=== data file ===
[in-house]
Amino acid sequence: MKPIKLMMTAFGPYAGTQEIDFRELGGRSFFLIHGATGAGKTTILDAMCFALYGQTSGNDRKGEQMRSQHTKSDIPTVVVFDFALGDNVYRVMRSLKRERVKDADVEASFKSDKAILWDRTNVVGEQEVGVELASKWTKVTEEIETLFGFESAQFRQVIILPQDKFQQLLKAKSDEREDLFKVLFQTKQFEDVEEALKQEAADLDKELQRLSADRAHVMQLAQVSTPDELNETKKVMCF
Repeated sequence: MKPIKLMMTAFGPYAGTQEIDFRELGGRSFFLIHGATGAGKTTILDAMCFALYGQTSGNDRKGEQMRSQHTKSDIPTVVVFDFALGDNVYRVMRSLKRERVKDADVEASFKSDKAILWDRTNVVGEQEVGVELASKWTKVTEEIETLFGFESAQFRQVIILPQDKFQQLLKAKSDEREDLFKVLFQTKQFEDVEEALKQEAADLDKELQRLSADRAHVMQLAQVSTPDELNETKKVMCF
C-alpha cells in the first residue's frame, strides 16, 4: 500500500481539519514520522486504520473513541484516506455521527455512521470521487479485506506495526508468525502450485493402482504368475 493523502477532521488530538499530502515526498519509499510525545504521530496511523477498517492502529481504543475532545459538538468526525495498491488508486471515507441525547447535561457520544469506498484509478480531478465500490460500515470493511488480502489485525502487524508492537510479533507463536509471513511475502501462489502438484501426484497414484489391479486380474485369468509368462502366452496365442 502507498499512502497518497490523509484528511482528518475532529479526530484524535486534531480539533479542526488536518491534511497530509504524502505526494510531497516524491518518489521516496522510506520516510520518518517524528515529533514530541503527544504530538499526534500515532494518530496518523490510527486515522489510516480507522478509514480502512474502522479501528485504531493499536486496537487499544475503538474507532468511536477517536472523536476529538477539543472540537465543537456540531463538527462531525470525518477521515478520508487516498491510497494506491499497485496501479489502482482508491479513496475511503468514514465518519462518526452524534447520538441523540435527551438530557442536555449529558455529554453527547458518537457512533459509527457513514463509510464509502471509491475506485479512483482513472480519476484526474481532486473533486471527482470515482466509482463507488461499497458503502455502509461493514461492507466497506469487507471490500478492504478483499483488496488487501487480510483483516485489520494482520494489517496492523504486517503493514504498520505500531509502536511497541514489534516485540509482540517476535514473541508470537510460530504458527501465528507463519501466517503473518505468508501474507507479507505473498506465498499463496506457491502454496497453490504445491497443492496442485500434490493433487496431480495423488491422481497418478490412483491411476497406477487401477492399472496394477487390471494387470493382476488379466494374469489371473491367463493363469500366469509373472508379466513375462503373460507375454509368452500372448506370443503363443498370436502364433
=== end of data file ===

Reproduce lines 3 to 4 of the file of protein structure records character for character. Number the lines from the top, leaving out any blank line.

Repeated sequence: MKPIKLMMTAFGPYAGTQEIDFRELGGRSFFLIHGATGAGKTTILDAMCFALYGQTSGNDRKGEQMRSQHTKSDIPTVVVFDFALGDNVYRVMRSLKRERVKDADVEASFKSDKAILWDRTNVVGEQEVGVELASKWTKVTEEIETLFGFESAQFRQVIILPQDKFQQLLKAKSDEREDLFKVLFQTKQFEDVEEALKQEAADLDKELQRLSADRAHVMQLAQVSTPDELNETKKVMCF
C-alpha cells in the first residue's frame, strides 16, 4: 500500500481539519514520522486504520473513541484516506455521527455512521470521487479485506506495526508468525502450485493402482504368475 493523502477532521488530538499530502515526498519509499510525545504521530496511523477498517492502529481504543475532545459538538468526525495498491488508486471515507441525547447535561457520544469506498484509478480531478465500490460500515470493511488480502489485525502487524508492537510479533507463536509471513511475502501462489502438484501426484497414484489391479486380474485369468509368462502366452496365442 502507498499512502497518497490523509484528511482528518475532529479526530484524535486534531480539533479542526488536518491534511497530509504524502505526494510531497516524491518518489521516496522510506520516510520518518517524528515529533514530541503527544504530538499526534500515532494518530496518523490510527486515522489510516480507522478509514480502512474502522479501528485504531493499536486496537487499544475503538474507532468511536477517536472523536476529538477539543472540537465543537456540531463538527462531525470525518477521515478520508487516498491510497494506491499497485496501479489502482482508491479513496475511503468514514465518519462518526452524534447520538441523540435527551438530557442536555449529558455529554453527547458518537457512533459509527457513514463509510464509502471509491475506485479512483482513472480519476484526474481532486473533486471527482470515482466509482463507488461499497458503502455502509461493514461492507466497506469487507471490500478492504478483499483488496488487501487480510483483516485489520494482520494489517496492523504486517503493514504498520505500531509502536511497541514489534516485540509482540517476535514473541508470537510460530504458527501465528507463519501466517503473518505468508501474507507479507505473498506465498499463496506457491502454496497453490504445491497443492496442485500434490493433487496431480495423488491422481497418478490412483491411476497406477487401477492399472496394477487390471494387470493382476488379466494374469489371473491367463493363469500366469509373472508379466513375462503373460507375454509368452500372448506370443503363443498370436502364433